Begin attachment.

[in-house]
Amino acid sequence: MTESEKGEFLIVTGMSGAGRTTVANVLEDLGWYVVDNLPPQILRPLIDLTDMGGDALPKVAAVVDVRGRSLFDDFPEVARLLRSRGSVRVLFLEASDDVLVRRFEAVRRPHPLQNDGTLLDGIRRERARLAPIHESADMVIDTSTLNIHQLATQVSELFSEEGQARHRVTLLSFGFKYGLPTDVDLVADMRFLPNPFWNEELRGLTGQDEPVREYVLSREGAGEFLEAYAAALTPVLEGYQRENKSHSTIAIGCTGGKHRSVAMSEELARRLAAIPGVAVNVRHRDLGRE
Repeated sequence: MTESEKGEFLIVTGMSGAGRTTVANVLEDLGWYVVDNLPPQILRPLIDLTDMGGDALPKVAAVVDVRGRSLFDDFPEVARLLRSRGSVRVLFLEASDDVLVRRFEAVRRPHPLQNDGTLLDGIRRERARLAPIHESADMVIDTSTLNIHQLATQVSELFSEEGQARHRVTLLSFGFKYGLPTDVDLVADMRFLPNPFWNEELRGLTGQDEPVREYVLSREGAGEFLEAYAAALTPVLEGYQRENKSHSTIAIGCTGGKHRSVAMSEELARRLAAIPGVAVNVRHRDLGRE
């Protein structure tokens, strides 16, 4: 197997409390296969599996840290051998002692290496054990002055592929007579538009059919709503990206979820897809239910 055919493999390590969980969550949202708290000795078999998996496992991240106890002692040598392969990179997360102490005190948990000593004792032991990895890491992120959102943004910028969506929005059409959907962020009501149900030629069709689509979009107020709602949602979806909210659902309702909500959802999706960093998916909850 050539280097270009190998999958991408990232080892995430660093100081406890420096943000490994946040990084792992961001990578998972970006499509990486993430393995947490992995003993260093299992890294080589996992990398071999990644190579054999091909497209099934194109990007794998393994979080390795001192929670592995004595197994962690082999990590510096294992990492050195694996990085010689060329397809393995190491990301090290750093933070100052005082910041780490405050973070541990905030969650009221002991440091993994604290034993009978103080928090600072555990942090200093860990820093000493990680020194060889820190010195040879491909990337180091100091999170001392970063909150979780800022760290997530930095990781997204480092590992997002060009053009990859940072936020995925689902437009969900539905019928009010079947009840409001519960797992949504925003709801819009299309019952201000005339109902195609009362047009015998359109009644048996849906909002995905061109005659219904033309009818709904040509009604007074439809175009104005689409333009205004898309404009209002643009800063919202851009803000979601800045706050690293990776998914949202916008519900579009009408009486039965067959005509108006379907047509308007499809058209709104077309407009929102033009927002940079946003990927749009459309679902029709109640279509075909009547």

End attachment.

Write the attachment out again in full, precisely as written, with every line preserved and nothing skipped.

[in-house]
Amino acid sequence: MTESEKGEFLIVTGMSGAGRTTVANVLEDLGWYVVDNLPPQILRPLIDLTDMGGDALPKVAAVVDVRGRSLFDDFPEVARLLRSRGSVRVLFLEASDDVLVRRFEAVRRPHPLQNDGTLLDGIRRERARLAPIHESADMVIDTSTLNIHQLATQVSELFSEEGQARHRVTLLSFGFKYGLPTDVDLVADMRFLPNPFWNEELRGLTGQDEPVREYVLSREGAGEFLEAYAAALTPVLEGYQRENKSHSTIAIGCTGGKHRSVAMSEELARRLAAIPGVAVNVRHRDLGRE
Repeated sequence: MTESEKGEFLIVTGMSGAGRTTVANVLEDLGWYVVDNLPPQILRPLIDLTDMGGDALPKVAAVVDVRGRSLFDDFPEVARLLRSRGSVRVLFLEASDDVLVRRFEAVRRPHPLQNDGTLLDGIRRERARLAPIHESADMVIDTSTLNIHQLATQVSELFSEEGQARHRVTLLSFGFKYGLPTDVDLVADMRFLPNPFWNEELRGLTGQDEPVREYVLSREGAGEFLEAYAAALTPVLEGYQRENKSHSTIAIGCTGGKHRSVAMSEELARRLAAIPGVAVNVRHRDLGRE
């Protein structure tokens, strides 16, 4: 197997409390296969599996840290051998002692290496054990002055592929007579538009059919709503990206979820897809239910 055919493999390590969980969550949202708290000795078999998996496992991240106890002692040598392969990179997360102490005190948990000593004792032991990895890491992120959102943004910028969506929005059409959907962020009501149900030629069709689509979009107020709602949602979806909210659902309702909500959802999706960093998916909850 050539280097270009190998999958991408990232080892995430660093100081406890420096943000490994946040990084792992961001990578998972970006499509990486993430393995947490992995003993260093299992890294080589996992990398071999990644190579054999091909497209099934194109990007794998393994979080390795001192929670592995004595197994962690082999990590510096294992990492050195694996990085010689060329397809393995190491990301090290750093933070100052005082910041780490405050973070541990905030969650009221002991440091993994604290034993009978103080928090600072555990942090200093860990820093000493990680020194060889820190010195040879491909990337180091100091999170001392970063909150979780800022760290997530930095990781997204480092590992997002060009053009990859940072936020995925689902437009969900539905019928009010079947009840409001519960797992949504925003709801819009299309019952201000005339109902195609009362047009015998359109009644048996849906909002995905061109005659219904033309009818709904040509009604007074439809175009104005689409333009205004898309404009209002643009800063919202851009803000979601800045706050690293990776998914949202916008519900579009009408009486039965067959005509108006379907047509308007499809058209709104077309407009929102033009927002940079946003990927749009459309679902029709109640279509075909009547």